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Evidence-base for management of CAH needs to improve – Prof Krone

By Paul Mulholland - 17th Dec 2023


The evidence-base for several aspects of care provision for congenital adrenal hyperplasia (CAH) remains weak, according to Prof Nils Krone, Professor of Paediatric Endocrinology, University of Sheffield, UK.

Prof Krone delivered the Paediatric Keynote Lecture at the Irish Endocrine Society Annual Meeting 2023 on the subject of CAH management.

The well-attended meeting took place in the Radisson Blu Hotel, Ballincar, Co Sligo, on 24-25 November.

CAH develops due to an inherited inability to synthesise the hormone cortisol. The classic form, occurring in one in 14,000 to 18,000 of the population based on newborn screening, is defined by severely reduced or absent enzyme activity with impaired cortisol production manifesting clinically in the neonatal period.

The aims of CAH treatment are the replacement of missing hormones through glucocorticoids and mineralocorticoids and the normalisation of androgens/sex hormones. Treatment also aims to prevent virilisation and optimise growth and development, while protecting against comorbidities.

Prof Krone referred to the United Kingdom Congenital Adrenal Hyperplasia Adult Study Executive (CaHASE), which was established in 2003 to study the health status of CAH patients in adulthood.

According to the study, which had a cohort of 203 patients, only 10 per cent of adults with CAH appeared to be under the care of endocrine specialist centres in the UK.

“Treatment was highly variable and overtreatment was common,” Prof Krone said, summarising the findings.

The study found that quality-of-life was compromised to levels comparable with congestive heart failure and chronic haemodialysis patients.

He referenced other research which demonstrated that poor outcomes were linked with suboptimal treatment.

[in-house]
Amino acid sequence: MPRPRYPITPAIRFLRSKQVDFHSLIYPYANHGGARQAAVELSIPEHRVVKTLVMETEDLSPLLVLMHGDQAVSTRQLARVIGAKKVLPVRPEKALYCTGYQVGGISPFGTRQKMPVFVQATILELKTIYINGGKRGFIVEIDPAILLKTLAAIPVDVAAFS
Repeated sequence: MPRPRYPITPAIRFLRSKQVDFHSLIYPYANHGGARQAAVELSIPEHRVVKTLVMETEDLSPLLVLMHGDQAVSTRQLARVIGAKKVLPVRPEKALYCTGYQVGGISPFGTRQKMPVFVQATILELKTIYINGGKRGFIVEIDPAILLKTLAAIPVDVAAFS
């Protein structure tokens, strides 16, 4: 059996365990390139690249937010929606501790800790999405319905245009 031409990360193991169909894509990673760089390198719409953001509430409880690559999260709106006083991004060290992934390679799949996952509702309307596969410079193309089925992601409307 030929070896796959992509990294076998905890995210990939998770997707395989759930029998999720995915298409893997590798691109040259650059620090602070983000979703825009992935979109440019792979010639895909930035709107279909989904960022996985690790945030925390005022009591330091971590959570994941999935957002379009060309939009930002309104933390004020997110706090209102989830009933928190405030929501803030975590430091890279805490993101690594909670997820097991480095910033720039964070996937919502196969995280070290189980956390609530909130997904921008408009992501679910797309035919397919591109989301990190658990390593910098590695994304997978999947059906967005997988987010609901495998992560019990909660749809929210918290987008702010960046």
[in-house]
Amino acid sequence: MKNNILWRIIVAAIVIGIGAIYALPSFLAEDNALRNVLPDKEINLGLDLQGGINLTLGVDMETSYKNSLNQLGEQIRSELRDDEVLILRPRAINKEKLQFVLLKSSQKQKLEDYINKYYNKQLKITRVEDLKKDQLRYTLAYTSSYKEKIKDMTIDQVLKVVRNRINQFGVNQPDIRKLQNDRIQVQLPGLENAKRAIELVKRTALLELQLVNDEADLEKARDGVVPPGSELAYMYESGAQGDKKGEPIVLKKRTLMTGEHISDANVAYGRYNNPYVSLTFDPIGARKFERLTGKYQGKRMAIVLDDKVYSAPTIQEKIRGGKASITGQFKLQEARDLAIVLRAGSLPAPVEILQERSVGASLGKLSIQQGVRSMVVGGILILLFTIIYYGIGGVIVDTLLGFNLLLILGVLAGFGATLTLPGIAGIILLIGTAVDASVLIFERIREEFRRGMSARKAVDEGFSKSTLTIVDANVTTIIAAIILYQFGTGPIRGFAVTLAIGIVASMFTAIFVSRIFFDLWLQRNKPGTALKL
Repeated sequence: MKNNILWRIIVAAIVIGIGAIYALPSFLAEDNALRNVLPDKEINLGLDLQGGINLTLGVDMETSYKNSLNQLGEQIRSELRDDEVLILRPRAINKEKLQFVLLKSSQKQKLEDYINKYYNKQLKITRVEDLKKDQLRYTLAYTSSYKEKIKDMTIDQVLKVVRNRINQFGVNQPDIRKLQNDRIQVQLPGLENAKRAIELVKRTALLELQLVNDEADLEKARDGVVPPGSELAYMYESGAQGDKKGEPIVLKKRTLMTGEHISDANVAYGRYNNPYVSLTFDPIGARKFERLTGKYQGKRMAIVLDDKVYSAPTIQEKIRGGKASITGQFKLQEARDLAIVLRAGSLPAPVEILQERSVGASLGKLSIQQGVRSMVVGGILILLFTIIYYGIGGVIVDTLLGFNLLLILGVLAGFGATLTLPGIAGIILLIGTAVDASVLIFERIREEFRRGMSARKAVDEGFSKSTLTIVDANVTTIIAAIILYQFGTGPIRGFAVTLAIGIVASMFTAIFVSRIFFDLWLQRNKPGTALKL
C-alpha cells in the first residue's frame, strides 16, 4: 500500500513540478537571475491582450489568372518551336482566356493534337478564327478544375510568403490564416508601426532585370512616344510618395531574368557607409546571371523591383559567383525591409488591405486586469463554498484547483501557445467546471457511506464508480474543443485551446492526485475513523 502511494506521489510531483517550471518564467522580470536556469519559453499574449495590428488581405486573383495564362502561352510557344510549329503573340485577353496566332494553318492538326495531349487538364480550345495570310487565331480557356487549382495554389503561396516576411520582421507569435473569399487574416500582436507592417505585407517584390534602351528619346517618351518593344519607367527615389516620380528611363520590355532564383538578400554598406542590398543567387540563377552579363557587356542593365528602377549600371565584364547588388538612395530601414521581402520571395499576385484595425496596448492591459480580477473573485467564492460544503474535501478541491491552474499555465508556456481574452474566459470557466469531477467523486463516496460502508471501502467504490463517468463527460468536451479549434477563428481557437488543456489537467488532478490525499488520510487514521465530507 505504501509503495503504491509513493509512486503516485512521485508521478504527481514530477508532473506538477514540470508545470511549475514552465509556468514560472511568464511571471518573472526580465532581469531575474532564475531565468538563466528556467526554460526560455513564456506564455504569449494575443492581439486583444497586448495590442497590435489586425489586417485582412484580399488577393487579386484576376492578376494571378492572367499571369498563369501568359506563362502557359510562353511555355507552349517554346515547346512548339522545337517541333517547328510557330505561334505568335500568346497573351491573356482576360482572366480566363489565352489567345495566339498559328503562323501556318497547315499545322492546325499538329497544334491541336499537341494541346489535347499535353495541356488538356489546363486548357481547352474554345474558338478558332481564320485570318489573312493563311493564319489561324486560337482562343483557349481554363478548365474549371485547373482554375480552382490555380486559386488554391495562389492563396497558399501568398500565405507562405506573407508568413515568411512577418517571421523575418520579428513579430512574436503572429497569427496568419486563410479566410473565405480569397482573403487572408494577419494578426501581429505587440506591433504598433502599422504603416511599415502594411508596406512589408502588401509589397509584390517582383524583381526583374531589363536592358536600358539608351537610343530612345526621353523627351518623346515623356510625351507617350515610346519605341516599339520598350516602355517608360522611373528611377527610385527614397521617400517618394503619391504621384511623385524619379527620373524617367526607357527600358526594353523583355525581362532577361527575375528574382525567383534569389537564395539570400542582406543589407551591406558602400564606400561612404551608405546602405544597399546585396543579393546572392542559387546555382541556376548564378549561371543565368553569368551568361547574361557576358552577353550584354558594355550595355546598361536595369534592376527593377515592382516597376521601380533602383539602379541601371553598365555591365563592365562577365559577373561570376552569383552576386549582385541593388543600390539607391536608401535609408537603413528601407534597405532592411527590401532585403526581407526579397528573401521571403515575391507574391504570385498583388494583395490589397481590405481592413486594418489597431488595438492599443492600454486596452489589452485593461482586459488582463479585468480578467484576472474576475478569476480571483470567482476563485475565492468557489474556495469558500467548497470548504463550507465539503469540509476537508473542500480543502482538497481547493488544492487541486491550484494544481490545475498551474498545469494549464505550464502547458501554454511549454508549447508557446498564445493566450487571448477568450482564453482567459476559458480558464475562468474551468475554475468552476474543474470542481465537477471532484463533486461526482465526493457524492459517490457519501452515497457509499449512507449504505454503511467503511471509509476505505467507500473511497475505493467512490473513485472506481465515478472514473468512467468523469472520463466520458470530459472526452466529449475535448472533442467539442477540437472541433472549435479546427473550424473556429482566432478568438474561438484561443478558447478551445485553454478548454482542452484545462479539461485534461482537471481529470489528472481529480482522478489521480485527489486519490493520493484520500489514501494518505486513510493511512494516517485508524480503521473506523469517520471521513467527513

‘Health status of children and young persons with congenital adrenal hyperplasia in the UK (CAH-UK): A cross-sectional multi-centre study’ was published in the European Journal of Endocrinology in 2022.

A third of the patients exceeded the recommended dose range of 10-to-15mg/m2/day hydrocortisone equivalent, according to the study.

The study, which had a cohort of 107 patients aged between eight and 18, showed an increased prevalence of problems with growth and weight gain in CAH children and a reduced quality-of-life. It also found 10-to-15 per cent of patients required urgent psychological support.

Prof Krone told attendees there were currently no data indicating the superiority of specific monitoring strategies in relation to outcomes.

He said the approach to hormone replacement therapy should be individualised, “ideally based on the patient’s hormonal profile throughout the day in relation to medication.”

In conclusion, Prof Krone stressed the danger of overtreatment and the importance for patients to receive the correct dose at the correct time of the day.

“Treatment can be optimised by strategies replicating physiologic secretion patterns,” he said.

Prof Krone said more reliable biomarkers for monitoring and comparison of monitoring strategies were required.

Given the impact of CAH on mental health, dedicated psychology support should also be part of care packages.

Prof Krone is in the process of establishing CaHASE2 with colleagues.

It aims to answer several important questions in relation to corticosteroid replacement, metabolic co-morbidities, blood pressure, bone health, as well as psychological health for patients with CAH.

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